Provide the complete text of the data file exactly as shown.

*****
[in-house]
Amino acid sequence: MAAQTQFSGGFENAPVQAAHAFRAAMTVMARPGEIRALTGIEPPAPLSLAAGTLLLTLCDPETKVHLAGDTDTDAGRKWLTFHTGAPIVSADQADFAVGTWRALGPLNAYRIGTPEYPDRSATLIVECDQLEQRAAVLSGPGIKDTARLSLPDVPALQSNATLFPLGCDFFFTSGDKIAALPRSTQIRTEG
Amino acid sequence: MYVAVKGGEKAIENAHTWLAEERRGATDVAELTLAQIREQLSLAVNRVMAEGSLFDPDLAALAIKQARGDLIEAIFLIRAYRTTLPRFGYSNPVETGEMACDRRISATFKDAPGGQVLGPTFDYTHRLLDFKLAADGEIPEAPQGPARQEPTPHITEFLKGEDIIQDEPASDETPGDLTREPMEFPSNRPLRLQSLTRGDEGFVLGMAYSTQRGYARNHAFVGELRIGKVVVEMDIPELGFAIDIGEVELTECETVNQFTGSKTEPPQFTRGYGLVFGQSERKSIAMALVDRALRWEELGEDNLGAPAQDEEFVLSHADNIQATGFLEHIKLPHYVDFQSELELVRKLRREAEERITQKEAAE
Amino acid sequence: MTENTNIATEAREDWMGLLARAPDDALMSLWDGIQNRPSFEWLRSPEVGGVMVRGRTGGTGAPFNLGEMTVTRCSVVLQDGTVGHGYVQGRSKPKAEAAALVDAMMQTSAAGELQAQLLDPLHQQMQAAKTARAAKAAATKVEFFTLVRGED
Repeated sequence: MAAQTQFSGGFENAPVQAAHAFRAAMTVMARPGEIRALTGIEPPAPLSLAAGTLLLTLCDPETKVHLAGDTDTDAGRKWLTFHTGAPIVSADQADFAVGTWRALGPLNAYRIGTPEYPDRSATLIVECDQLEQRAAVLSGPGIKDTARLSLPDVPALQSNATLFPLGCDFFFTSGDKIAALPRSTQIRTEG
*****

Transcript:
[in-house]
Amino acid sequence: MAAQTQFSGGFENAPVQAAHAFRAAMTVMARPGEIRALTGIEPPAPLSLAAGTLLLTLCDPETKVHLAGDTDTDAGRKWLTFHTGAPIVSADQADFAVGTWRALGPLNAYRIGTPEYPDRSATLIVECDQLEQRAAVLSGPGIKDTARLSLPDVPALQSNATLFPLGCDFFFTSGDKIAALPRSTQIRTEG
Amino acid sequence: MYVAVKGGEKAIENAHTWLAEERRGATDVAELTLAQIREQLSLAVNRVMAEGSLFDPDLAALAIKQARGDLIEAIFLIRAYRTTLPRFGYSNPVETGEMACDRRISATFKDAPGGQVLGPTFDYTHRLLDFKLAADGEIPEAPQGPARQEPTPHITEFLKGEDIIQDEPASDETPGDLTREPMEFPSNRPLRLQSLTRGDEGFVLGMAYSTQRGYARNHAFVGELRIGKVVVEMDIPELGFAIDIGEVELTECETVNQFTGSKTEPPQFTRGYGLVFGQSERKSIAMALVDRALRWEELGEDNLGAPAQDEEFVLSHADNIQATGFLEHIKLPHYVDFQSELELVRKLRREAEERITQKEAAE
Amino acid sequence: MTENTNIATEAREDWMGLLARAPDDALMSLWDGIQNRPSFEWLRSPEVGGVMVRGRTGGTGAPFNLGEMTVTRCSVVLQDGTVGHGYVQGRSKPKAEAAALVDAMMQTSAAGELQAQLLDPLHQQMQAAKTARAAKAAATKVEFFTLVRGED
Repeated sequence: MAAQTQFSGGFENAPVQAAHAFRAAMTVMARPGEIRALTGIEPPAPLSLAAGTLLLTLCDPETKVHLAGDTDTDAGRKWLTFHTGAPIVSADQADFAVGTWRALGPLNAYRIGTPEYPDRSATLIVECDQLEQRAAVLSGPGIKDTARLSLPDVPALQSNATLFPLGCDFFFTSGDKIAALPRSTQIRTEG